from the CommonsWare Community archives

At April 5, 2021, 3:57pm, Jan asked:

I looked in your co-routines v. 0.3 book and couldn’t find anything on

I have 2 libraries from github - one is Kotlin and the other is Java. Both perform well but the java library is more comprehensive.

Kotlin uses the queue with a data class:
private val operationQueue = ConcurrentLinkedQueue()
// operation is a data class

Java uses the queue with a runnable:
private final Queue commandQueue = new ConcurrentLinkedQueue<>();
final boolean result = commandQueue.add(new Runnable() {
public void run() {


Both libraries are interfacing to a bluetooth device and queue up the commands/operations for the device using the ConcurrentLinked Queue object. Obviously they are asynchronous operations for sending and receiving to the device.

First question:
I’m confused on why runnable instance is needed in the java library but not the kotlin library.
If ConcurrentLinked Queue is already thread-safe and is using co-routines, why use a runnable?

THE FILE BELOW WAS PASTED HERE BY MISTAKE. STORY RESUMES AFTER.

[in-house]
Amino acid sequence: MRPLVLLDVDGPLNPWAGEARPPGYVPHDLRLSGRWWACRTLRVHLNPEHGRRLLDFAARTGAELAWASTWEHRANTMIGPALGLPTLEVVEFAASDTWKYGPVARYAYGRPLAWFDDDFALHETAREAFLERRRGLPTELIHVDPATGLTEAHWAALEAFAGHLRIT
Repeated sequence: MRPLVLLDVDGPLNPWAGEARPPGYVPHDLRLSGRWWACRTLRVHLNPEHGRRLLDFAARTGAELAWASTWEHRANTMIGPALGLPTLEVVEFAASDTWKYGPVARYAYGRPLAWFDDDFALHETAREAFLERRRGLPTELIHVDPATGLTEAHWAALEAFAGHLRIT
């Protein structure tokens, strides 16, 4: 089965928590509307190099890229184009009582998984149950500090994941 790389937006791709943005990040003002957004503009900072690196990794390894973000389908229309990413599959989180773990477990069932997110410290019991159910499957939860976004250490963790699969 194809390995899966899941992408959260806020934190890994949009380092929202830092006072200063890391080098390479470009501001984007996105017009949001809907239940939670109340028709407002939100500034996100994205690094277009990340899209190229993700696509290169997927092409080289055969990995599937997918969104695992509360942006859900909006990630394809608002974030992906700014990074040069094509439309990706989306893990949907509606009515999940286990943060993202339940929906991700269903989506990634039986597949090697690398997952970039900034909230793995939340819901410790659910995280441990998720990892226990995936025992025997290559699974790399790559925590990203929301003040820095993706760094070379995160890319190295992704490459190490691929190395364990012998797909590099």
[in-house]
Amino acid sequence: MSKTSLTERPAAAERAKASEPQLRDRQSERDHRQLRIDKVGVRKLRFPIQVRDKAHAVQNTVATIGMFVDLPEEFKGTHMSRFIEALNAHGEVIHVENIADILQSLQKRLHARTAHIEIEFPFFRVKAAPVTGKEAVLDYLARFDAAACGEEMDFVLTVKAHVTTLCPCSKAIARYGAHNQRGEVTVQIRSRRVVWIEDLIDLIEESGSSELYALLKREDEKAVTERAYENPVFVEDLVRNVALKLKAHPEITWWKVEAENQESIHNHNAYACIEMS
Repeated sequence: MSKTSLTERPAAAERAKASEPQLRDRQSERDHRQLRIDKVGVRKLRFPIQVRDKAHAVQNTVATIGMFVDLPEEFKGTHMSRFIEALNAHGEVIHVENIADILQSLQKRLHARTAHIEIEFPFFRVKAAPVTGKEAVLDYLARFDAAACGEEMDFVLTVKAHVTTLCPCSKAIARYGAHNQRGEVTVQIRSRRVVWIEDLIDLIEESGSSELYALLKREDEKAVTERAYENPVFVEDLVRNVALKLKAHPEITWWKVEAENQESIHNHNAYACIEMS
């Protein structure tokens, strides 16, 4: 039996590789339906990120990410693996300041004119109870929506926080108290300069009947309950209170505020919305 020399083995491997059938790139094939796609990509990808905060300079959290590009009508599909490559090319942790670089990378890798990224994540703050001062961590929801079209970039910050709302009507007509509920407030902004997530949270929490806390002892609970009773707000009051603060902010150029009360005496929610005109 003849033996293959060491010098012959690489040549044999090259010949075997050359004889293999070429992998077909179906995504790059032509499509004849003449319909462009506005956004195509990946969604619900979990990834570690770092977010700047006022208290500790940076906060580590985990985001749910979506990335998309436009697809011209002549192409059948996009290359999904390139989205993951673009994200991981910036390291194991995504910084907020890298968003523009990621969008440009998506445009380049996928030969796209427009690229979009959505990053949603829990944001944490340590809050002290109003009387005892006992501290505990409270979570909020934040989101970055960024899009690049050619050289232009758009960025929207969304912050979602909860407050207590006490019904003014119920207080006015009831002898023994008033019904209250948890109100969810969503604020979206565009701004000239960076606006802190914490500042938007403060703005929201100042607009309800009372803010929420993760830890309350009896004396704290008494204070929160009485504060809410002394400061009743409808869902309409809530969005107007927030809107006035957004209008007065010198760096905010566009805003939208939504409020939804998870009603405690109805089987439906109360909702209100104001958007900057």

Second question:
There are a lot of commands and responses being handled.
Is creating a runnable instance each time a command needs to be placed in the queue going to be resource intensive or create any kind of memory problem?

At April 5, 2021, 4:20pm, mmurphy replied:

That is because it is not really related to coroutines. :grinning:

A Runnable is not really related to threads. It simply represents a chunk of code to run. You can wrap a Runnable in a Thread, and some thread-related stuff happens to use Runnable, but Runnable itself is not tied to threads. Basically, Runnable was a precursor to the modern lambda expression.

A Runnable is not intrinsically more expensive than is any other object. Specific Runnable objects might be expensive due to objects they capture in their declaration, but that is the same with any other instantiation of an abstract type using a inner class — it is not unique to Runnable.